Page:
Earlier this year the level of carbon dioxide in the atmosphere hit 400 parts per million. This is an alarming development for it represents the highest levels found on earth in millions of years.
I mentioned this at one of our regular UVic meditation meetings and one of the students groaned and said: “We’re screwed."
The reality of global change is not new to young people. In high school science classes and now in university courses they have learned that the carbon dioxide levels in the atmosphere have been steadily rising due to human industrial and fossil fuel activity and that this is contributing to rapid global warming. Already we're seeing the deadly effects of climate change in the form of rising seas, wildfires, flash floods and extreme weather of all kinds, and passing 400 PPM is an ominous sign of what might come next. Scientists tell us that the intensity and frequency of major climate events will only increase and that it will it will impact every aspect of human endeavor and the life of our planet.
So what does a young person do when confronted with a global climate crisis? What does anyone do?
Perhaps some suggestions from my spiritual tradition may point the way.
First, an inner transformation is called for that re-connects us with the nature of who we are as human beings on this earth. The Christian spiritual tradition, drawing from its Judaic origins, teaches that all of nature is sacred and imbued with the creative impulse of divine presence. “All the Earth is the Lord’s, and the fullness thereof” the Psalms tell us, and the natural human response to the magnificence and wisdom inherent in nature is respect, love, awe and reverence. We are encouraged to cherish and respect the rich diversity of life and to celebrate the beauty and wonder of the earth. We are called to recognize that we are members of one family of life and to have love form the basis of all our relationships with one another and with nature. Many people express this aspect of spirituality by being in nature, or through gardening, or with scientific curiosity exploring the amazing intelligence manifest in life.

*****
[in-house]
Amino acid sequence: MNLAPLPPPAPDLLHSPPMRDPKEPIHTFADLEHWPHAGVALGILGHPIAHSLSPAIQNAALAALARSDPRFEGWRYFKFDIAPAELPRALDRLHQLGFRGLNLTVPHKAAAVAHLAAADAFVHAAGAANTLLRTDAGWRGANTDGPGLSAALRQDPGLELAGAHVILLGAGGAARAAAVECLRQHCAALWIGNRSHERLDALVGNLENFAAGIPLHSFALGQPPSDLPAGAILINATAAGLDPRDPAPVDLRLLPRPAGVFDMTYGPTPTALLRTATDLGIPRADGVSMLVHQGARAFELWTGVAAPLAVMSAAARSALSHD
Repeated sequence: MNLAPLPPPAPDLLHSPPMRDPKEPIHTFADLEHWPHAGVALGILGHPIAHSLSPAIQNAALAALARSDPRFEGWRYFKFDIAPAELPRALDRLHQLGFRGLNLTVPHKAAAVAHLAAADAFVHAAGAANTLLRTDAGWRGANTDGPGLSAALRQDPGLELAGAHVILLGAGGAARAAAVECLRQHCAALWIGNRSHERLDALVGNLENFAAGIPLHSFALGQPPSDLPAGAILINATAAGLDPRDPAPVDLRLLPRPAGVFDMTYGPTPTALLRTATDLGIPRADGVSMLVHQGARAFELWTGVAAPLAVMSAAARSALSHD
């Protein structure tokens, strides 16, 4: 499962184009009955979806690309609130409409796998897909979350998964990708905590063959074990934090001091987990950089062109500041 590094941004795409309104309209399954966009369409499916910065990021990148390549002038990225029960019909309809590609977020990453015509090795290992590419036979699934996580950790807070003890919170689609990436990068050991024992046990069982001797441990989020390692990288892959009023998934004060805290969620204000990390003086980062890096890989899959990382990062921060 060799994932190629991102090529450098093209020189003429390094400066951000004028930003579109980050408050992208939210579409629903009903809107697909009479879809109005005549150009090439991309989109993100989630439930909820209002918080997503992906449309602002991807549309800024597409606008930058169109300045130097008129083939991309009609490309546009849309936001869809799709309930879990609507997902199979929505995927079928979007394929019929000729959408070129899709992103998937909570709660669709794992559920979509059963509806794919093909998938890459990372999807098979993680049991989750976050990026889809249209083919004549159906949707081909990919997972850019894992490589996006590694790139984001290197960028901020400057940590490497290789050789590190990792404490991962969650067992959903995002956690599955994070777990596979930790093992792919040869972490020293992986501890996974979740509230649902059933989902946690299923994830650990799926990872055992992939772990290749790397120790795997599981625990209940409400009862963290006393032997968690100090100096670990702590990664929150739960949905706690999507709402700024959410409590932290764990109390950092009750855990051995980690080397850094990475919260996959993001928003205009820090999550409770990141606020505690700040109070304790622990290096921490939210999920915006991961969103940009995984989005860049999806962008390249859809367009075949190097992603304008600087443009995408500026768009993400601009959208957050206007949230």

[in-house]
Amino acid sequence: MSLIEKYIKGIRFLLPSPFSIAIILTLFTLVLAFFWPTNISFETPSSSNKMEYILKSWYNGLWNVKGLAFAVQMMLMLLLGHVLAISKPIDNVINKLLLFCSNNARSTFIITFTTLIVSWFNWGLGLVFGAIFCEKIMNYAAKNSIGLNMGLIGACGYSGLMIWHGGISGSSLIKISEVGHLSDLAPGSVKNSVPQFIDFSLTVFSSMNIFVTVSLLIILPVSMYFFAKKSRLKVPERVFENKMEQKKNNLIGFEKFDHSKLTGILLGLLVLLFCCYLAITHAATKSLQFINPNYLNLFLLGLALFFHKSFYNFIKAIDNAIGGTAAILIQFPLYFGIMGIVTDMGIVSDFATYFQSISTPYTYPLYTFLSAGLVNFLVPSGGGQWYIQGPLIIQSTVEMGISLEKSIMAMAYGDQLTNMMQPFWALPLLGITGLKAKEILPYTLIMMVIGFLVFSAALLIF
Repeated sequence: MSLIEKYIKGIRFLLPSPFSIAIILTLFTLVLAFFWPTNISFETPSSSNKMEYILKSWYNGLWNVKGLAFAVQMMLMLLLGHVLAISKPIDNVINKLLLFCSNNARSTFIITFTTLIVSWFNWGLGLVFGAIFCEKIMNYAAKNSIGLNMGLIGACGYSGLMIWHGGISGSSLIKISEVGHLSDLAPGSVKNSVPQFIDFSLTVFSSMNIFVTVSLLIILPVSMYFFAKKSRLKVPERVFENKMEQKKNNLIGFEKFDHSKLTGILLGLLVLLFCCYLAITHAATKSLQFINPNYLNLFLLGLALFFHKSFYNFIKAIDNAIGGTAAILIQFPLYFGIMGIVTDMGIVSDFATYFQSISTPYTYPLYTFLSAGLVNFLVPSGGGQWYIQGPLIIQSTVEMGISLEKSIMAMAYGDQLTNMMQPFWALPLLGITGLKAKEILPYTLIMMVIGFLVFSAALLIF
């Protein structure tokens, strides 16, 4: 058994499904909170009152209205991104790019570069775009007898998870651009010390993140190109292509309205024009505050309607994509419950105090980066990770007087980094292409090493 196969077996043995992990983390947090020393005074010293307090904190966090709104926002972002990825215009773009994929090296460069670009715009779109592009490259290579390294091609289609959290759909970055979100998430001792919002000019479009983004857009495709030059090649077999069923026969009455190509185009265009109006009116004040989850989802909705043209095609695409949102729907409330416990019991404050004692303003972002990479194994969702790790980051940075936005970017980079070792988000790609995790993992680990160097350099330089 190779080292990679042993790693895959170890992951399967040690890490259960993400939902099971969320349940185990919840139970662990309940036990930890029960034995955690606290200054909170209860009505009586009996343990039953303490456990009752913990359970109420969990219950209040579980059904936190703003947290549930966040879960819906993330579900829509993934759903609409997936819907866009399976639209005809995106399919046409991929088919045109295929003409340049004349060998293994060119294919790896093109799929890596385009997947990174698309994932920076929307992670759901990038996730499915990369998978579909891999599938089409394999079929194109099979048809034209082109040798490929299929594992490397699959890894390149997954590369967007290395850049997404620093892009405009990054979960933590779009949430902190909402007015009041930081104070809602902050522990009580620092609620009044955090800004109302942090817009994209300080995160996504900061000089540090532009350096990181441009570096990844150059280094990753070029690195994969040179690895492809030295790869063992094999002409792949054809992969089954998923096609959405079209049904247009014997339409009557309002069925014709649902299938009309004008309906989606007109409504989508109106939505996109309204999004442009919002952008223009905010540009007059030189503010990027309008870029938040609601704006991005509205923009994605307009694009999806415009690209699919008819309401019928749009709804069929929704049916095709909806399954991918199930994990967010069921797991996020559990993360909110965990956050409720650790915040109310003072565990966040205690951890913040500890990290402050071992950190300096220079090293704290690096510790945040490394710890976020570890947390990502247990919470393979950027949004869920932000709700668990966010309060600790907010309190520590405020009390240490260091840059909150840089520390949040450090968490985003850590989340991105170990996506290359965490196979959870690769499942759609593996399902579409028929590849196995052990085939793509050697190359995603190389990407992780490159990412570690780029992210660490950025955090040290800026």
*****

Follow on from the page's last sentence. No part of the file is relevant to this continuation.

Secondly, the Christian tradition encourages us to be bluntly honest with ourselves and recognize that we fall far short of that love and that we have become alienated from ourselves, from one another and from nature. Instead of being motivated by love, we are often controlled by fear and greed. As a species we have set up systems of domination and exploitation, in the name of progress, that cause widespread poverty and increasing devastation of nature. What the Christian tradition calls for is a transformation of consciousness. It invites us to shift focus off our egoic concern and self-preservation. Instead it calls us to recognize our profound link with all beings and that their well-being ought to be the centre of our concern. This is nothing less than an invitation to a spirituality of compassion.
Thirdly, the tradition calls for action. “To live simply so that others may simply live.” To work with others for the healing of the earth and preservation of the abundance and vibrancy of life on earth for future generations, human and nonhuman. To build a world in which affirms the importance of justice, right relationships, frugality, humility and reverence for life and nature.
In short, what is called for is both an inner and outer transformation. We are invited into an inner spiritual transformation that renews our right relationship with the Sacred Reality in which we live, move and have our being. And we are called to outer action that stops the destruction of the earth and creatively builds capacity for a sustainable future.
Is it too late to make this change? Are today’s natural and human disasters signs of much worse conditions to come and can we only helplessly watch and suffer? Or can we as a species make the necessary leap in the evolution of our collective consciousness to give shape to a more compassionate relationship with all of life? The students I work with live out of this hope, and many are taking action now, both spiritually and communally, preparing for this future.
Henri Lock is the United Church Chaplain at the University of Victoria. He is part of a religiously diverse team offering spiritual resources to the UVic community through the office of Multifaith Services.
You can read more from our interfaith blog Spiritually Speaking HERE